Yes, it is possible to purchase royalties from companies which offer an assurance of paying royalty investors a minimum royalty payment. The payment may be a cumulative amount at the end of an agreed period or cumulative royalty payments.
Yes, it is possible for some investors to borrow money. Currently, loan interest rates are relatively low and lending institutions are prepared to make loans on attractive terms to qualified borrowers. The maturity of the loan should be the 5 years royalties frequently require to fully return in royalty payments the amount paid for the royalty. It may also be possible for the royalty rate paid and assured by the issuer to be modified in the event of significant changes in interest rates.
If the royalty rate paid results in a higher payment, beyond as a percentage of the amount necessary to buy the royalty, there would be an assured minimum profit.
There is only a single problem and that is when the commitment to assure the payment of the minimum royalty amounts is not honored. The risk which is really being addressed is that the company’s revenues will not be sufficient to result in the agreed payment of the minimum royalty. Of course, the company’s contractual commitment is to pay the minimum royalty payments, irrespective of the level of revenues, and this is what the assurer is assuring.
Therefore, the investor must be comfortable that the assurer of the payment is financially responsible. The assurer can be a financial institution or another party having an ability to give the investor the necessary comfort.
If the royalty payments are used to repay the loan used to purchase the royalty, the investors liability is reduced with each repayment. Once the loan has been fully repaid the investor owns the royalty debt-free.
For an American taxpayer the interest paid by the borrower is income tax deductible and the royalty payments received are a return of the investor’s capital and therefore nontaxable, until the amount paid for the royalty has been recaptured. Thereafter, the royalties received are considered to be ordinary income, the same as dividends, by the investor. It is possible for the investor to sell the royalty for a capital gain taxable premium, reflecting the remaining years of royalty receipt entitlement. Non-tax consequence institutions and the royalty issuing company are logical buyers of the royalty at that point.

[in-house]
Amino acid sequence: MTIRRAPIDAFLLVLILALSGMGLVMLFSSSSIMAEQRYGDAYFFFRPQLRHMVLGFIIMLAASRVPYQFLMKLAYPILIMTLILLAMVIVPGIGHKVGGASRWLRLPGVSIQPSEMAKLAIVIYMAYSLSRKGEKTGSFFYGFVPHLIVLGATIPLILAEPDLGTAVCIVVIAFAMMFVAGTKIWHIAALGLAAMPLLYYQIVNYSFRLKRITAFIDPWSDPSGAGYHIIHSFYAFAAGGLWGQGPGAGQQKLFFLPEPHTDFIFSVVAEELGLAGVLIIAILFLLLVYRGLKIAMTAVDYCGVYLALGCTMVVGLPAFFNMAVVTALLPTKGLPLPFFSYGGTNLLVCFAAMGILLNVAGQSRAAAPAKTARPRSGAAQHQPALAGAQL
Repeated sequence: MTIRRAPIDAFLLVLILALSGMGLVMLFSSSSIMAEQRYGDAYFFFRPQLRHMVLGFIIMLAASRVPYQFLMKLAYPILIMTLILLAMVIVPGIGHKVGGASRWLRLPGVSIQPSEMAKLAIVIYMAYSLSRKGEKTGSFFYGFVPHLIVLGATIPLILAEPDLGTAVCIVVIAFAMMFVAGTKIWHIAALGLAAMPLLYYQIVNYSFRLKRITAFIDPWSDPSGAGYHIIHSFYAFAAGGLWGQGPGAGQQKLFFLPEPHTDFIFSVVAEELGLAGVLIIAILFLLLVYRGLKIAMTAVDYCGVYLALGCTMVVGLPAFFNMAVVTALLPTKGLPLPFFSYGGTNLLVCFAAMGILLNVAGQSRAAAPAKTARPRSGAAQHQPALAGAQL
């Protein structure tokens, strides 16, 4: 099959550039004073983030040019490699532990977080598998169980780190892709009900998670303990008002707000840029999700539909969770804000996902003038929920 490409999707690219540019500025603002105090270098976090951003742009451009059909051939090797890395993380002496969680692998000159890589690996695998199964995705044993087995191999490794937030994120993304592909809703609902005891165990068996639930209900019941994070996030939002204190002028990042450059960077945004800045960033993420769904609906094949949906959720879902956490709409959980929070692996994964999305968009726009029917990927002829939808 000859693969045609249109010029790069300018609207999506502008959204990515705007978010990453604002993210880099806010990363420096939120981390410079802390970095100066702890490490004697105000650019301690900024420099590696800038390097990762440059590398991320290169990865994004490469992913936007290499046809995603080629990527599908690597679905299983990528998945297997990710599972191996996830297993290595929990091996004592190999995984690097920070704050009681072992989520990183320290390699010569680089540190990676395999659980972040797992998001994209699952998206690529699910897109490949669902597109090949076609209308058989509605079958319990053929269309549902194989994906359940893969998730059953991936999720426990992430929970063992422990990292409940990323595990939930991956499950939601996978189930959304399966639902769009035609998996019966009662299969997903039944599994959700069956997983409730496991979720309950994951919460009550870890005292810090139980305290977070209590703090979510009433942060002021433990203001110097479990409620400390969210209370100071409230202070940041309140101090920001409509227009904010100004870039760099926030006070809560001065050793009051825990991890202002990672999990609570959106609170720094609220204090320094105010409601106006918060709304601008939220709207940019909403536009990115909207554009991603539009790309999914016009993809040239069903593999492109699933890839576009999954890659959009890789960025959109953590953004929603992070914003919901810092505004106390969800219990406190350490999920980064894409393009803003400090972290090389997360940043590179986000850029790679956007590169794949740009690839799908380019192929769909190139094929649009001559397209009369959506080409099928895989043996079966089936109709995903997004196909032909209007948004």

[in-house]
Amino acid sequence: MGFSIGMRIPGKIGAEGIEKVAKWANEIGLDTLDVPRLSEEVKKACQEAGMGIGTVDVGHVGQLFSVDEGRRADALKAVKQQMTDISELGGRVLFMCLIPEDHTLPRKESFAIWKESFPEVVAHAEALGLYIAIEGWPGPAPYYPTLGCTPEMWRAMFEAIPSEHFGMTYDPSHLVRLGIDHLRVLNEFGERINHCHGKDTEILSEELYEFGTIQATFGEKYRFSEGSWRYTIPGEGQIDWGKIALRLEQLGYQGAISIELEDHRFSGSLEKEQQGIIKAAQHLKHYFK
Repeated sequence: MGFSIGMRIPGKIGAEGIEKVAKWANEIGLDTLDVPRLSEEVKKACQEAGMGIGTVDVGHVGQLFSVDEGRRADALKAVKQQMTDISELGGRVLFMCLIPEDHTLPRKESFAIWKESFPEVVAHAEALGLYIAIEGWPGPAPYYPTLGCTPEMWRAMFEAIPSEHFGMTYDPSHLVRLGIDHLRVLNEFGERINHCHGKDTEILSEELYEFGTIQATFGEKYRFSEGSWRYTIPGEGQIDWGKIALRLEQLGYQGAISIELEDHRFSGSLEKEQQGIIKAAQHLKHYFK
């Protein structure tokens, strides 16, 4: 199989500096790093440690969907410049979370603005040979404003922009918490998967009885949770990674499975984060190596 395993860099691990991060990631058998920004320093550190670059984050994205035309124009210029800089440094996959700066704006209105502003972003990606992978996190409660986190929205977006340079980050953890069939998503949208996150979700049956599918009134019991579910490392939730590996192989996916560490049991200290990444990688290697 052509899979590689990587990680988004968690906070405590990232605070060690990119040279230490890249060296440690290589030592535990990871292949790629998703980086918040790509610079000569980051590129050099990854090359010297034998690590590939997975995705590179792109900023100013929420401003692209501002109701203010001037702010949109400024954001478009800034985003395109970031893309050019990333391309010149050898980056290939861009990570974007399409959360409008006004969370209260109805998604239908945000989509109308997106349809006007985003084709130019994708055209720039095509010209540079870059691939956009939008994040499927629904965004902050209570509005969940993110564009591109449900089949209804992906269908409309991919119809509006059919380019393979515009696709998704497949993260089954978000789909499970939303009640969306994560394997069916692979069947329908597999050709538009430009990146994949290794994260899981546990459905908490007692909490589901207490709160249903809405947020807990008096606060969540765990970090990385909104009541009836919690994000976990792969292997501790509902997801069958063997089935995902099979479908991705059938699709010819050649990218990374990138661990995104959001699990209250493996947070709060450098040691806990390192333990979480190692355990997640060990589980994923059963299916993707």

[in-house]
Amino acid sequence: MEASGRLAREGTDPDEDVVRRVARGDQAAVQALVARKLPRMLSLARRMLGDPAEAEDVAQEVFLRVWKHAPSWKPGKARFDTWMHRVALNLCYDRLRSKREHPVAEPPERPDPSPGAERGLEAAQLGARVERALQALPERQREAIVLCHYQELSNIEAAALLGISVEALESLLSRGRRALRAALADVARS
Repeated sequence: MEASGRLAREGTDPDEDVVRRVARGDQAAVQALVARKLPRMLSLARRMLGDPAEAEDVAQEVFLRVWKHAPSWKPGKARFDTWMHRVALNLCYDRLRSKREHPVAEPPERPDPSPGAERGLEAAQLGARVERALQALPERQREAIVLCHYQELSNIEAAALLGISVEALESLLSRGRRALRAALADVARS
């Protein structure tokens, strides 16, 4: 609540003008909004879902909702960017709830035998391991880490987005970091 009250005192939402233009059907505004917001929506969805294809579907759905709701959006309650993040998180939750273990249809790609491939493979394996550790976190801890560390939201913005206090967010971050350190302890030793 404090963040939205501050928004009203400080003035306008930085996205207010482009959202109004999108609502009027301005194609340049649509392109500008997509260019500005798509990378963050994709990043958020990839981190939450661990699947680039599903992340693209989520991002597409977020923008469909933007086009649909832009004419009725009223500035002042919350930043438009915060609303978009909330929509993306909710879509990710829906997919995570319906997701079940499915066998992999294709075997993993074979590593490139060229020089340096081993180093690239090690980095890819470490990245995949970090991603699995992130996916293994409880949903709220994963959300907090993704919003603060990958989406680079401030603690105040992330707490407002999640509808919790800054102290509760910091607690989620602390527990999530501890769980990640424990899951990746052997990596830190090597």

In the royalties we structure, the royalty issuing company uses its critical assets, such as: intellectual property, brand names, trade secrets, customer contracts and whatever other assets are negotiated, to be UCC liened or otherwise protected by and for the royalty investor in the event revenues were received by the royalty issuer, without the agreed royalty payments being made. Also, the royalty issuing company is required to pay the investor, directly or through an agent, the agreed royalty immediately on receipt and is required to deposit all revenues in banks approved by the investor. The terms of the royalty may be modified at such time as the investor’s capital risk has been eliminated.
In the event the investor requires the assurance of a financial institution or other party, the royalty issuing company will pay a fee to the assuring entity. The royalty issuer offers the assurance in order to justify paying the investor a significantly lower royalty rate for reducing, if not eliminating, the investor’s risk of the transaction.
Currently, the situation is very favorable for royalty investors as many successful, privately owned companies are seeking non-equity dilutive expansion capital at the same time as interest rates are low.
Of course, the reality of the marketplace is that established companies are able to acquire capital on terms more favorable than high potential early stage companies, even though the revenue growth prospects of the newer enterprises may be far greater than the businesses just seeking to expand further and faster than presently possessed capital permits.
We can help.
Arthur Lipper, Chairman
British Far East Holdings Ltd.
+1 858 793 7100
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